More with Dopirak

With the freshly laid chalk of a new season barely dry on either base line, Brian Dopirak was already staring down the possibility of being out for the year. Thankfully, the news turned out to be a little better.

The popular 22-year-old first baseman (who as recent as last spring was heralded as the Cubs top prospect by Baseball America) broke a metatarsal bone in his left foot rounding second base in his season opener with AA West Tennessee on April 6.

Dopirak took a sharp turn toward third and planted his foot before feeling a popping sound and then being lifted for a pinch-runner.

The metatarsus area consists of the five long bones in a person's foot, numbered in order from one to five. Dopirak broke the fifth metatarsal bone in his left foot, more commonly referred to as "the pinky toe."

He recently underwent surgery in Chicago to repair the damage and figures to make no later than a mid-summer return to Double-A.

"I knew it wasn't good when I felt the pop," Dopirak said from his home in Florida, where he'll rest for the next several days before returning to Chicago for a follow-up. "I'm used to playing with pain. I can play hurt, but when I felt the pop in my foot, it suddenly felt a good five pounds heavier. I knew something wasn't good."

This is the first major injury in Dopirak's career. Drafted as a second-round pick out of high school in 2002, Dopirak had played in over 130 games each of the past two seasons entering ‘06. Even with a highly publicized down year at Daytona in 2005, he still garnered 507 at-bats – the third most in the Florida State League.

This spring, Dopirak garnered his first invitation to big league Spring Training, where he hit .355 in 17 games before being optioned back to minor league camp.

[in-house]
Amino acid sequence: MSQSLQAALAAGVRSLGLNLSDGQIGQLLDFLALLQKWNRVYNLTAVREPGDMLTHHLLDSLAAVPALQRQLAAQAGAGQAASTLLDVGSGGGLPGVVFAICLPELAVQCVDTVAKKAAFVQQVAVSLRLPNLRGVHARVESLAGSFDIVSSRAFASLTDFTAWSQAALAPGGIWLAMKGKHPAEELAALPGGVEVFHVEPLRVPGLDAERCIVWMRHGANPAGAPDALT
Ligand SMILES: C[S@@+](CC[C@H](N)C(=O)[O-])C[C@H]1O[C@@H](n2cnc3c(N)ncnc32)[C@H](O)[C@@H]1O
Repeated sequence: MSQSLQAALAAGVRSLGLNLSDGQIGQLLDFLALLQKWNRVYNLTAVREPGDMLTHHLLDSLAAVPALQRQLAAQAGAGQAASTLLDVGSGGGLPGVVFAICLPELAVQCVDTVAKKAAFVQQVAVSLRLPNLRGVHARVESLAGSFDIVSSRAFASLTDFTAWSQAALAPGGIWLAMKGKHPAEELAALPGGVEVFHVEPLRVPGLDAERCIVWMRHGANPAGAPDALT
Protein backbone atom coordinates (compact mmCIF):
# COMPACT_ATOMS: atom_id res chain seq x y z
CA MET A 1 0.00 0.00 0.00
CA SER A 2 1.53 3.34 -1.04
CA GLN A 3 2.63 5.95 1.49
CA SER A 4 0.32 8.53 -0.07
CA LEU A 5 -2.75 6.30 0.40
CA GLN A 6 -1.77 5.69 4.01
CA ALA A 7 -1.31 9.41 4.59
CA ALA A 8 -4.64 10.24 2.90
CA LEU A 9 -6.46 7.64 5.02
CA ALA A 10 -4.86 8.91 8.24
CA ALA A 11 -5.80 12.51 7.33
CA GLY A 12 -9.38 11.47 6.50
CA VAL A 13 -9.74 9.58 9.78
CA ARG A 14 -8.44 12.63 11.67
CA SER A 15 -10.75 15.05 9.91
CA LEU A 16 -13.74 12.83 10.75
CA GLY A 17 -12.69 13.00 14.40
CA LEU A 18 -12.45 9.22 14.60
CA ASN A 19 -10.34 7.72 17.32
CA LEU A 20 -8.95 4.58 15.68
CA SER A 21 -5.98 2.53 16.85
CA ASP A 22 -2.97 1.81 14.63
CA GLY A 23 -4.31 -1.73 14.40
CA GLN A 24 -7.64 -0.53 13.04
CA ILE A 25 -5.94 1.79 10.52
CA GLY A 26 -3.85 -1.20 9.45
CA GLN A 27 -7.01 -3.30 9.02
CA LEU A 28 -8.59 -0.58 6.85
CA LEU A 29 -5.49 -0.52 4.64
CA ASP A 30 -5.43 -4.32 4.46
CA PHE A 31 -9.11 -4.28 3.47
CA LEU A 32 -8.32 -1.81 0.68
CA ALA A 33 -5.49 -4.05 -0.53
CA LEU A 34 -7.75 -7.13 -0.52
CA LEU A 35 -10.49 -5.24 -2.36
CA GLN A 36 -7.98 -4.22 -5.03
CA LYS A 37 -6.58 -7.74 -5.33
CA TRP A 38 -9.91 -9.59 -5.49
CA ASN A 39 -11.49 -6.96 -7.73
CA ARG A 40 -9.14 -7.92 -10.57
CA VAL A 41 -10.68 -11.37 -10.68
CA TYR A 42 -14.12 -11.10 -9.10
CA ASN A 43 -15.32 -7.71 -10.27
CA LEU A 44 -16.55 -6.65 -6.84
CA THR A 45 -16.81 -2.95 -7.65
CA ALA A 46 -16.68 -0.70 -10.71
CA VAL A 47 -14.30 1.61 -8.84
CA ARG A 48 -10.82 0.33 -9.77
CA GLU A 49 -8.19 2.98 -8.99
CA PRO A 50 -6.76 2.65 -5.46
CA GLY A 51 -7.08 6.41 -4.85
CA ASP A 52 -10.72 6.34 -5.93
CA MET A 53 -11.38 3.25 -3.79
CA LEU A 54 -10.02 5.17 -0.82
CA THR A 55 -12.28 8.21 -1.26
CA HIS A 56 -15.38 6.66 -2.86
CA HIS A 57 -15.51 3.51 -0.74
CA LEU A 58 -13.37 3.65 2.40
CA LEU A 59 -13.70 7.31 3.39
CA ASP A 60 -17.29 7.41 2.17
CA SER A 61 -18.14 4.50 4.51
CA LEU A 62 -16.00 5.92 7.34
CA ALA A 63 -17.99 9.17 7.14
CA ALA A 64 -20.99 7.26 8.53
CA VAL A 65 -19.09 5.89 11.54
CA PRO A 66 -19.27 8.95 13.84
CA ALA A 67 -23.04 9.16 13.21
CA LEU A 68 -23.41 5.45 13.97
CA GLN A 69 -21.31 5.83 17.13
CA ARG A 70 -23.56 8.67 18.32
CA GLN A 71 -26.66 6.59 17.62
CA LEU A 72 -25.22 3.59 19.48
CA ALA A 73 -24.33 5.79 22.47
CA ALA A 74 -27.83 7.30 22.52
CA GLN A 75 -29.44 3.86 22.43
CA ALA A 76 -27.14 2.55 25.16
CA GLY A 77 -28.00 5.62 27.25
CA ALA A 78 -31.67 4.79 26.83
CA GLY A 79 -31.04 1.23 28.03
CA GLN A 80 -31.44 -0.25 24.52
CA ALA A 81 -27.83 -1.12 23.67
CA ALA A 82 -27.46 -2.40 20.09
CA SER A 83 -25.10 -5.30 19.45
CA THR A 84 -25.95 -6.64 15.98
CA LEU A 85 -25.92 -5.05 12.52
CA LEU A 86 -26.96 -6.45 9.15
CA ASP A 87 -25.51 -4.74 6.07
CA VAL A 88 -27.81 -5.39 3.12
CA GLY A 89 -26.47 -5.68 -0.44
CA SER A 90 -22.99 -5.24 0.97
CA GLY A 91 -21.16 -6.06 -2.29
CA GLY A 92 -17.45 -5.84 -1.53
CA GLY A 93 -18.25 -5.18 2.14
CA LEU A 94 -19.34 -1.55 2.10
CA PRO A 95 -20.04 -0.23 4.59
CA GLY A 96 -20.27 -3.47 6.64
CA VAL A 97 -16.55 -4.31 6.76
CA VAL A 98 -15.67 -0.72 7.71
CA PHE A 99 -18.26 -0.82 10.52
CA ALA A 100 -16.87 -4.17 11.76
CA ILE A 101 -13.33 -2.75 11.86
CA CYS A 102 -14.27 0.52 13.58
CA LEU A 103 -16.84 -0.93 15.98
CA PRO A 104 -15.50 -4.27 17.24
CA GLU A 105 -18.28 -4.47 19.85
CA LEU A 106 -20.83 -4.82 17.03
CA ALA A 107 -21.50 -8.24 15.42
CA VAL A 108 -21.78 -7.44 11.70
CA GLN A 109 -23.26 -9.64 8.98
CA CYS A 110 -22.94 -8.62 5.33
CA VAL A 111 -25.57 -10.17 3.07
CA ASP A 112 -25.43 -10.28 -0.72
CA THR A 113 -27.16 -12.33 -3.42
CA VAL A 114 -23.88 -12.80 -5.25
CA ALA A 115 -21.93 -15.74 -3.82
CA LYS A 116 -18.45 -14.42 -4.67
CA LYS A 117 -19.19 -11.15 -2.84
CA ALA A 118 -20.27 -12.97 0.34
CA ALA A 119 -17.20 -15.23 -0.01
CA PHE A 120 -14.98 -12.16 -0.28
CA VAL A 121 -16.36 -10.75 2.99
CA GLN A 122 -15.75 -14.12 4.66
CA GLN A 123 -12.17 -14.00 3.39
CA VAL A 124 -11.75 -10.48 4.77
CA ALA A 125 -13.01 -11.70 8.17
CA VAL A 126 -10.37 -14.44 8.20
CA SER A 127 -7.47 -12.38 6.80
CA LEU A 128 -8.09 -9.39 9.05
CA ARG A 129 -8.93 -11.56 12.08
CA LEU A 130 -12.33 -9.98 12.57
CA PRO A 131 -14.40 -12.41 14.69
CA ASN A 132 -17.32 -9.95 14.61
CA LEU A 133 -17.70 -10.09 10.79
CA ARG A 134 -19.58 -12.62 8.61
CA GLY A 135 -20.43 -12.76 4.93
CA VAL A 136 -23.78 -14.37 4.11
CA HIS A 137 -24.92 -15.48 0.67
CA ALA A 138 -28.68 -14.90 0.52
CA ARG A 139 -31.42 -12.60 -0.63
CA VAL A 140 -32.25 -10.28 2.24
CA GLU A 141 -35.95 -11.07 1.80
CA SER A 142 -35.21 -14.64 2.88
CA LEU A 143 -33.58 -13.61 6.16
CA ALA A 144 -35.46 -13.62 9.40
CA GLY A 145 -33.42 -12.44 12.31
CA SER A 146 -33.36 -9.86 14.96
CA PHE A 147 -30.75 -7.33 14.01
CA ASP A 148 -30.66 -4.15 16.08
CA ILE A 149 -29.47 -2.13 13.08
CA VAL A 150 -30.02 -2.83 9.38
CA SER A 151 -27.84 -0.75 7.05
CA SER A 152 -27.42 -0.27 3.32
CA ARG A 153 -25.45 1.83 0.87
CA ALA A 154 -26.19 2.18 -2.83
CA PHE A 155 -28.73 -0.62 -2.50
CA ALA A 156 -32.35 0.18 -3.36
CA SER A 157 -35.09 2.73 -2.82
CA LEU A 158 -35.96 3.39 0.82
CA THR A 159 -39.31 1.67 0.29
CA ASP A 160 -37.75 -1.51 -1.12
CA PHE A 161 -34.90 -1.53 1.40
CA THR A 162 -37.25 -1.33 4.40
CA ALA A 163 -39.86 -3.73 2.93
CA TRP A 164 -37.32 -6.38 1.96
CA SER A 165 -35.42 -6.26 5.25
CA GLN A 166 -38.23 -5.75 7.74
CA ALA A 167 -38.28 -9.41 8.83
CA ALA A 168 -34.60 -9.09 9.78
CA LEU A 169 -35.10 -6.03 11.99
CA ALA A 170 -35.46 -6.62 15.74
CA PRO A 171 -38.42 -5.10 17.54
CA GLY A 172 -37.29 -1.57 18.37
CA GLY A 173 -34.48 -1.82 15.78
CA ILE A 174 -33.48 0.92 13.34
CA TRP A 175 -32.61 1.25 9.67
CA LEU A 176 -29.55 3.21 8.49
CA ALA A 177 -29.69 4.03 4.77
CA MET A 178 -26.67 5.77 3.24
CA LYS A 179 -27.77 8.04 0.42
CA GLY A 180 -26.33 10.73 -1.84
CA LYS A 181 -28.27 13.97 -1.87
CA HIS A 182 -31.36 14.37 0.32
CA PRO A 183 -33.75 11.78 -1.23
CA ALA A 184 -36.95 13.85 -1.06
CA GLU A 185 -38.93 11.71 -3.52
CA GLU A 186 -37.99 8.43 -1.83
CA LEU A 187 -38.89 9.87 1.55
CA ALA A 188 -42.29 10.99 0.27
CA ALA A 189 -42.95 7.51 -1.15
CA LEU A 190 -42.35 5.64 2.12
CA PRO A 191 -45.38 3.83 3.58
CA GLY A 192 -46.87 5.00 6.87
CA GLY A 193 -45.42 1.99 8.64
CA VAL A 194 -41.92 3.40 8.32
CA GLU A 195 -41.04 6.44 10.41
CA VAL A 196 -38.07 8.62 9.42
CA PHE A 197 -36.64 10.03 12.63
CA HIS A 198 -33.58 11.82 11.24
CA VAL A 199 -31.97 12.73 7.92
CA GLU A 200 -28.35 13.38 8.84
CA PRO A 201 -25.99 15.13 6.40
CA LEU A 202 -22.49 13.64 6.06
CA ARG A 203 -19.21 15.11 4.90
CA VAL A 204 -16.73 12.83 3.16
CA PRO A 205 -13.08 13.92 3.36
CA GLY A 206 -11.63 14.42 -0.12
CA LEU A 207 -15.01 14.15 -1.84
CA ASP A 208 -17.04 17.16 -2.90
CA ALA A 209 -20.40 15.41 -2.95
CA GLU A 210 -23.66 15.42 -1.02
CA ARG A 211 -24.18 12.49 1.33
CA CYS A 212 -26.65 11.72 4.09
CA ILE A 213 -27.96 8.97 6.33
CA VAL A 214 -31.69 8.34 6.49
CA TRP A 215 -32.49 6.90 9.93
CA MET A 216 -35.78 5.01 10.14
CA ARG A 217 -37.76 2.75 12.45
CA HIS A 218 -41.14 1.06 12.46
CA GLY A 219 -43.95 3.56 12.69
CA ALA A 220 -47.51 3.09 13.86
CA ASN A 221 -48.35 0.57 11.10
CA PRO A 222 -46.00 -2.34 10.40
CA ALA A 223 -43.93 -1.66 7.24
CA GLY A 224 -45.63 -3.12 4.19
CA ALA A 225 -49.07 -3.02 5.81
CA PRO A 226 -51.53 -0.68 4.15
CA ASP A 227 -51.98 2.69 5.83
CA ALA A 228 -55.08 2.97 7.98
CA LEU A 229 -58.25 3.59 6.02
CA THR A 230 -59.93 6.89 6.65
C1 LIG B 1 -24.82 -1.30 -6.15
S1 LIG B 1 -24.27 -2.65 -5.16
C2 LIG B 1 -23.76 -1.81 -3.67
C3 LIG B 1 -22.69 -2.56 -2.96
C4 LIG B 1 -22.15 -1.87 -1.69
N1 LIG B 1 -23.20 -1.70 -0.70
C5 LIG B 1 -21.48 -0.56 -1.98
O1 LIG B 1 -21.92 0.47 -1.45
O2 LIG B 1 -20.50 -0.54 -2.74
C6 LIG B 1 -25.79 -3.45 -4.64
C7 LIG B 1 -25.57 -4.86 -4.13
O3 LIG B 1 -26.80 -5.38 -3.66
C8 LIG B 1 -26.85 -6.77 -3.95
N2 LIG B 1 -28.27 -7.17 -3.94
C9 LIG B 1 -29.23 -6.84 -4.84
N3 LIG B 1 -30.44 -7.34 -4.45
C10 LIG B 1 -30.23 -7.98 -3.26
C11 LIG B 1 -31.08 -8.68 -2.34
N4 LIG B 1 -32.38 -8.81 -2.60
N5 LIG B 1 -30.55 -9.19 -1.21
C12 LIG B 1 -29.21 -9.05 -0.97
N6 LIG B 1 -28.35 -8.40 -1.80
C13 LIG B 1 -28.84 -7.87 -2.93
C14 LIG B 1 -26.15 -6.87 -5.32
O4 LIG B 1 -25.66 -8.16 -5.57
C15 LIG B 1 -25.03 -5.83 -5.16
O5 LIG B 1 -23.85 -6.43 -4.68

"All those guys took me underneath their wing," Dopirak said of his experience in big league camp. "Dusty and ‘Sarge' (Gary Matthews) were throwing their pointers in. All those guys just told me to be aggressive and to know what kind of hitter you are, whether you want to go deep in the count or get that first-ball fastball and try to hit it."

A graduate of Dunedin High School in Dunedin, Fla., Dopirak shares the same alma mater as childhood teammate Ryan Harvey and Cubs General Manager Jim Hendry. His injury was a blow to his teammates and coaches with the Diamond Jaxx.

"We wish Brian the best and hope he gets back as soon as possible," said his manager, Pat Listach. "But we're trying to develop Brian to be in the major leagues with Chicago and this is just a little bump in the road. He'll be fine."

After some rest in Florida, Dopirak expects to have the hard cast he's currently legging around removed and replaced by a soft boot just as he was wearing in the days immediately following the injury.

After that, it's back to Mesa for the start of his rehab program and if everything goes well there, back to West Tenn. All in all, the Cubs don't expect Dopirak to be sidelined for more than 6-8 weeks, Director of Player Development Oneri Fleita said earlier this week.

"This is the first time in my career that an injury happened," Dopirak said. "A lot of guys remind you that it's just a part of the game. Not many guys go all the way without an injury. I'll be back with that Double-A club before too long. Believe it, dude. Believe it."

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